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Activists Vandalize Queen Victoria Sculptures In Glasgow

In two separate incidents, activists attacked statues of Queen Victoria in Glasgow, Scotland, to protest against rising living costs.

The first incident occurred at the Kelvingrove Art Gallery and Museum on March 3rd. The protestors vandalized a marble bust of Queen Victoria, built by Francis John Williamson in 1888. They threw porridge and jam on the bust, while also spray-painting the word “cunt” on the platform. “We refuse to be dragged back to the Victorian era. Diseases of starvation including scurvy and rickets are on the rise,” one of the protestors exclaimed.

The second incident occurred on March 4th at Geroge Square. Here, two protestors defaced a bronze statue of Queen Victoria and Prince Albert with fire extinguishers filled with soup. The statue was made by Italian-French sculptor Carlo Marochetti.

Later, a group called This Is Rigged claimed responsibility for both attacks. According to the group, the attacks were meant to highlight the rising cost of food in the country, as well as its relation to climate change. The group also demanded supermarkets to lower the price of baby foods, as well as for the government to subsidize food hubs. A spokesperson for the group said: “Any potential damage a bit of porridge could do to a marble bust is absolutely negligible compared to the damage currently being done to our communities.”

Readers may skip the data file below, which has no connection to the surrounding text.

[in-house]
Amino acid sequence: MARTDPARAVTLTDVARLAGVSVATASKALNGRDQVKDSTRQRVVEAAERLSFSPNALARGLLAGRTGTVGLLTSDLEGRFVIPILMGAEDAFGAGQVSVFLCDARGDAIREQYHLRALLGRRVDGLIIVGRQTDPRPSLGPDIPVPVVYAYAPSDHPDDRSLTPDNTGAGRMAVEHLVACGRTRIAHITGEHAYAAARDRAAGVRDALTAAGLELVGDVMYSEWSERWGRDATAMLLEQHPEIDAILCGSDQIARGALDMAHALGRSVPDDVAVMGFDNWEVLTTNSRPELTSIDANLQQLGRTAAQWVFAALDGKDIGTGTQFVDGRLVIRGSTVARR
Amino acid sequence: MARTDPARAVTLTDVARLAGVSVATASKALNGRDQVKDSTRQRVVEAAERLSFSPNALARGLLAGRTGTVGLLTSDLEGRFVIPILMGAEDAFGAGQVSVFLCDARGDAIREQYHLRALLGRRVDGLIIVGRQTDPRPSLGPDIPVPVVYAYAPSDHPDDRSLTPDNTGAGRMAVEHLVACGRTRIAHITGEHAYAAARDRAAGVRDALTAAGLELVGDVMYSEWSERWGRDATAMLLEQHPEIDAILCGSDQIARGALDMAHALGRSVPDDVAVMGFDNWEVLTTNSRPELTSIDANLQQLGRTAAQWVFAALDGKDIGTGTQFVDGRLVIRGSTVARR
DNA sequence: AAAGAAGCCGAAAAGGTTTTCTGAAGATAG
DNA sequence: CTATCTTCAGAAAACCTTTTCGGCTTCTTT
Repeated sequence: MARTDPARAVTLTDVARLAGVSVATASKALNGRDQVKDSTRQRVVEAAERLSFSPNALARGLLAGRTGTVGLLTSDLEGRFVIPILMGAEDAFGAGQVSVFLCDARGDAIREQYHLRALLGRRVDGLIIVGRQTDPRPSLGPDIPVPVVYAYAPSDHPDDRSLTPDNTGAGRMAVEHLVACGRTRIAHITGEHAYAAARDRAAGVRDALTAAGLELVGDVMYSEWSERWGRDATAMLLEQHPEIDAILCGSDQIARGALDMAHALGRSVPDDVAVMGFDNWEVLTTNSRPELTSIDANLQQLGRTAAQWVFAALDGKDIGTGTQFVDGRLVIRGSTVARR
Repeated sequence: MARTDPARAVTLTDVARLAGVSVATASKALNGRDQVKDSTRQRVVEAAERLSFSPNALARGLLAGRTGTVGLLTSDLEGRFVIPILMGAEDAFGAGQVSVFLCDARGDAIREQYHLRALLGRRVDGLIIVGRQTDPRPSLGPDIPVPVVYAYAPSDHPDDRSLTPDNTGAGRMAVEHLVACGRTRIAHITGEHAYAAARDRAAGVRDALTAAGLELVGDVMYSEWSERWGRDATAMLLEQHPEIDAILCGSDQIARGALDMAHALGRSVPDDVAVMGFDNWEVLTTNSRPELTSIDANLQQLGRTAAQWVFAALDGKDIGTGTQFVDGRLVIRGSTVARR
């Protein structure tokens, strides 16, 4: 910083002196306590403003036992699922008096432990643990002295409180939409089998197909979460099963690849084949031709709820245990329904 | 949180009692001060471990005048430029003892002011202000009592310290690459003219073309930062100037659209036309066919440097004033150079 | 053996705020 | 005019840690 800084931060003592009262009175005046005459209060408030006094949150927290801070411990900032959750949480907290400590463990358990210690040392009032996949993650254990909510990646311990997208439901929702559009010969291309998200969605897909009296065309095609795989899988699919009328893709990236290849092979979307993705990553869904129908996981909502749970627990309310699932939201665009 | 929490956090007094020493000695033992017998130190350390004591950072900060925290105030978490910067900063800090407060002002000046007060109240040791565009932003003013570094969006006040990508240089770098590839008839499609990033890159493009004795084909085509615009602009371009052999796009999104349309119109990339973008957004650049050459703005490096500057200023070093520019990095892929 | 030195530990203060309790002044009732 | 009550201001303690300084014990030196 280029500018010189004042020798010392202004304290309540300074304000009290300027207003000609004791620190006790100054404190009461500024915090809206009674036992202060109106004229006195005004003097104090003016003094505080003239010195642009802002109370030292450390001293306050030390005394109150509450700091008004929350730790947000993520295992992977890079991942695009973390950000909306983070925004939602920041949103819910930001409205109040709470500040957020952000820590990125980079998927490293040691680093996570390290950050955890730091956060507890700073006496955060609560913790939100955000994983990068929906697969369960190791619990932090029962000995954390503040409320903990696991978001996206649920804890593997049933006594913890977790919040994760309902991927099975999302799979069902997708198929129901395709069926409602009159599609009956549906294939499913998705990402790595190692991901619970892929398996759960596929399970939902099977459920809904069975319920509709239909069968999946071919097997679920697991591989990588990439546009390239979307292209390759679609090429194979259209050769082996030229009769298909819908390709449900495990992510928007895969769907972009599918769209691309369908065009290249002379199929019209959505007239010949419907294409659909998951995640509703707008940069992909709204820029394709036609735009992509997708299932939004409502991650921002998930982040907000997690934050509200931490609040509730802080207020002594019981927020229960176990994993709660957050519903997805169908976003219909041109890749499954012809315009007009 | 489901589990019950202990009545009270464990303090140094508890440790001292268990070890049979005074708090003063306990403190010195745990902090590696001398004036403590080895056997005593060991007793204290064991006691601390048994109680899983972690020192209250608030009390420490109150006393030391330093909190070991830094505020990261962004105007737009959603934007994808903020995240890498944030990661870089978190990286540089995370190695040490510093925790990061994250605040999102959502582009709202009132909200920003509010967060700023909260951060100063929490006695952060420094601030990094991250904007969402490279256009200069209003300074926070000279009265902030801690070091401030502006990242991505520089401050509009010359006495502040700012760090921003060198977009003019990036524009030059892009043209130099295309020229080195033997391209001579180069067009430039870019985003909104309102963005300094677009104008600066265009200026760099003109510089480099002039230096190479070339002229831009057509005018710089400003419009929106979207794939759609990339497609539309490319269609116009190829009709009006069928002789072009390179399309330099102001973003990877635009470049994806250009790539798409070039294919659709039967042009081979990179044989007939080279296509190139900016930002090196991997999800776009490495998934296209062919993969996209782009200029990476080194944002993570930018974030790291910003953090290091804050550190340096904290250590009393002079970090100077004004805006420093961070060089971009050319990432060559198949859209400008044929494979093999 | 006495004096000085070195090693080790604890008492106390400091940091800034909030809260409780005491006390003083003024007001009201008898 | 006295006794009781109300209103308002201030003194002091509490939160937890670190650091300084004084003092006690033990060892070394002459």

The two protestors at the Kelvingrove Museum were arrested and charged with “breach of peace”. The museum was closed after the incident but later reopened once the sculpture was cleaned. It is not yet confirmed if the protestors at George Square would be similarly arrested and charged.